Docker gives into inevitable and offers native Kubernetes support

Ron Miller
Docker gives into inevitable and offers native Kubernetes support

When it comes to container orchestration, it seems clear that Kubernetes, the open source tool developed by Google, has won the battle for operations' hearts and minds. It therefore shouldn't come as a surprise to anyone who's been paying attention that Docker announced native support for Kubernetes today at DockerCon Europe in Copenhagen.

The company hasn't given up completely on its own orchestration tool, Docker Swarm, but by offering native Kubernetes support for the first time, it is acknowledging that people are using it in sufficient numbers that they have to build in support. To take the sting away from supporting a rival tool, they are offering an architecture that enables users to select an orchestration engine at run time. That can be Swarm or Kubernetes each time without any need to alter code, Banjot Chanana, head of product at Docker told TechCrunch.

Before today's announcement, while it was possible to use Kubernetes with Docker, it wasn't necessarily an easy process. With the new Kubernetes support, it should be far simpler for both Docker Enterprise Edition and Docker Developer Edition users.

Chanana says that because of the way Docker is architected it wasn't actually that difficult to offer Kubernetes alongside Docker Swarm and do it in a way that it wouldn't look or feel like a bolt-on. Docker gives customers a standard way to build program containers. This is usually taken care of by the developer in the DevOps model.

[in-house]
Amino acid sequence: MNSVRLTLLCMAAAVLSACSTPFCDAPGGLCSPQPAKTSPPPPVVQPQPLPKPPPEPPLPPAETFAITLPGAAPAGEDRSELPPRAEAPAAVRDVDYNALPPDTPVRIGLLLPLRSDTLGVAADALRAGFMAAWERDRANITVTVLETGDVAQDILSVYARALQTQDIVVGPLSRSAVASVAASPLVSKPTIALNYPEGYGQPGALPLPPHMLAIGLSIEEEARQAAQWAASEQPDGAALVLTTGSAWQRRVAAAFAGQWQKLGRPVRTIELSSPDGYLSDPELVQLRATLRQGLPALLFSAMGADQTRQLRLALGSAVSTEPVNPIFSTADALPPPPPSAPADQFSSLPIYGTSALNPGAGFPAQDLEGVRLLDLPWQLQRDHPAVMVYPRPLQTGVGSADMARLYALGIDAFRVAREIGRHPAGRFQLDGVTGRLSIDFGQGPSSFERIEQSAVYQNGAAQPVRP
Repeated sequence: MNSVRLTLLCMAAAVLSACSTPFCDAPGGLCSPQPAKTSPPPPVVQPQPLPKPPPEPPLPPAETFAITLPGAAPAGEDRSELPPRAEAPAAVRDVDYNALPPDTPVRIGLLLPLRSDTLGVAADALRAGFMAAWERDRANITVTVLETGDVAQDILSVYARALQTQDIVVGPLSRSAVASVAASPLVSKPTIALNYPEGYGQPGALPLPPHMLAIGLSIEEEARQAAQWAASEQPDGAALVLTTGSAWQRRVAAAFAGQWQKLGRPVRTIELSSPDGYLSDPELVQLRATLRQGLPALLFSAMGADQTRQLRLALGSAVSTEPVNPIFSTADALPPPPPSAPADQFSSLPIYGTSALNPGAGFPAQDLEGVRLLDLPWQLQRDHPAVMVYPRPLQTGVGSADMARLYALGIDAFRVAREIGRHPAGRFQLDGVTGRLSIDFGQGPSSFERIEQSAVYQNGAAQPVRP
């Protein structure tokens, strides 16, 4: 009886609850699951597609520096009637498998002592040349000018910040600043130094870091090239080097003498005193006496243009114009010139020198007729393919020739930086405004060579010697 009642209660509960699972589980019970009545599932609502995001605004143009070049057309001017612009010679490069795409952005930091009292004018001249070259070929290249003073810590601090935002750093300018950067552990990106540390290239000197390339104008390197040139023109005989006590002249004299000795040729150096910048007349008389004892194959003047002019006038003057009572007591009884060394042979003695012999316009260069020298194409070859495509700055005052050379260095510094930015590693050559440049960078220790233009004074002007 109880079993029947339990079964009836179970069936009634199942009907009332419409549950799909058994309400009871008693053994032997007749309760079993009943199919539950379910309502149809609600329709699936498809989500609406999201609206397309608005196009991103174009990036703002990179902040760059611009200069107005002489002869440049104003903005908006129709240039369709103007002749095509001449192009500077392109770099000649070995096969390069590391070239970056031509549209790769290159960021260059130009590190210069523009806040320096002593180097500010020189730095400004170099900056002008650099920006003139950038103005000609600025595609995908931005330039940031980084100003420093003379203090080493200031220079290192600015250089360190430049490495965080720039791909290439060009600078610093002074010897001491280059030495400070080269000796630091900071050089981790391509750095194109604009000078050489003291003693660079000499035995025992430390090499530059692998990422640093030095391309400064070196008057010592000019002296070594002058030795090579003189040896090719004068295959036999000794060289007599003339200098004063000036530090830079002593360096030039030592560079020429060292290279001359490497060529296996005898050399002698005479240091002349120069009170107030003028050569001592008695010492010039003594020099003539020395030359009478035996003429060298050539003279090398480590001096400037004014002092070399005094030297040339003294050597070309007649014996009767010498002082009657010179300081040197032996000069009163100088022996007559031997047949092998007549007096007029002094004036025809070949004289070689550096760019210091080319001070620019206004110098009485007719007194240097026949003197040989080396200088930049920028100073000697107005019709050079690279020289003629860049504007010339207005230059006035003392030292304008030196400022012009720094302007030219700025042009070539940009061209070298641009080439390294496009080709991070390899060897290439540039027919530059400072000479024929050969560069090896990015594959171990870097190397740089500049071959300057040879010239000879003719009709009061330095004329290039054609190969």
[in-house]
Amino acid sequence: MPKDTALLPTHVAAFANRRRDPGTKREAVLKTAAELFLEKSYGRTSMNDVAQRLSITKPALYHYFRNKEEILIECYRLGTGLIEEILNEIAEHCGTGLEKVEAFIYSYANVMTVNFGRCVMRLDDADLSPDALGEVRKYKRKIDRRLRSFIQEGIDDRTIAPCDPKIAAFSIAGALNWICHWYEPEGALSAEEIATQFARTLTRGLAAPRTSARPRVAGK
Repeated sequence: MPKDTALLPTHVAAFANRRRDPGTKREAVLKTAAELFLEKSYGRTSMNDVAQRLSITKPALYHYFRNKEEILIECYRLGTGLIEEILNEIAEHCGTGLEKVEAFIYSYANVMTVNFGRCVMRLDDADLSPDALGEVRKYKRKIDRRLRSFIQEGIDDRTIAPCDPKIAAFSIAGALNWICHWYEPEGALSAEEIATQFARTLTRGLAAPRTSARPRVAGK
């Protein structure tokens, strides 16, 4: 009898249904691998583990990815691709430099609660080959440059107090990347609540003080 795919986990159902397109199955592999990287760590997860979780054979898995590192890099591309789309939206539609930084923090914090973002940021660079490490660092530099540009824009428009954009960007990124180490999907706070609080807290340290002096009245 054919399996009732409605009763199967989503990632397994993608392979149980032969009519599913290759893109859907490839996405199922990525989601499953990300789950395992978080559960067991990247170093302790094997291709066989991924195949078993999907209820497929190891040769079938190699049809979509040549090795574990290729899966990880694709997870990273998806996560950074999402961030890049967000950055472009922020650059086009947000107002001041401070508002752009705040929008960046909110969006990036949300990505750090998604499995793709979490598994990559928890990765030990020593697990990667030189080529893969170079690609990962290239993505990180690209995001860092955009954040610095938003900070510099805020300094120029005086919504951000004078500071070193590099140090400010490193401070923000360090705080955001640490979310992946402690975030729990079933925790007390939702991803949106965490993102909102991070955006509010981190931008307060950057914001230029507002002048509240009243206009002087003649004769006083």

Operations deals with deploying, securing and managing the containers through their lifecycle using an orchestration tool. Over the last couple of years, Kubernetes has been gaining steam as the orchestration tool of choice with big names like AWS, Oracle, Microsoft, VMware and Pivotal all joining the Cloud Native Computing Foundation this year, the open source organization that houses the Kubernetes project.

When all of those organizations climbed on the bandwagon, Docker had little choice but to go along to get aligned with customers' wishes. Docker was able to build in support while keeping support for their own orchestration tool alive, but it's fairly clear that Kubernetes has become the orchestration tool that people will be using for the majority of container workloads moving forward.

It's worth noting that The Information reported this week that in 2014 when it was developing Kubernetes, Google offered to collaborate with Docker and let it house the Kubernetes project, but the company decided to develop Swarm and Google moved onto the Cloud Native Computing Foundation. Today's announcement brings them full circle in a sense, as they will be supporting Kubernetes moving forward (even if they don't house the code).

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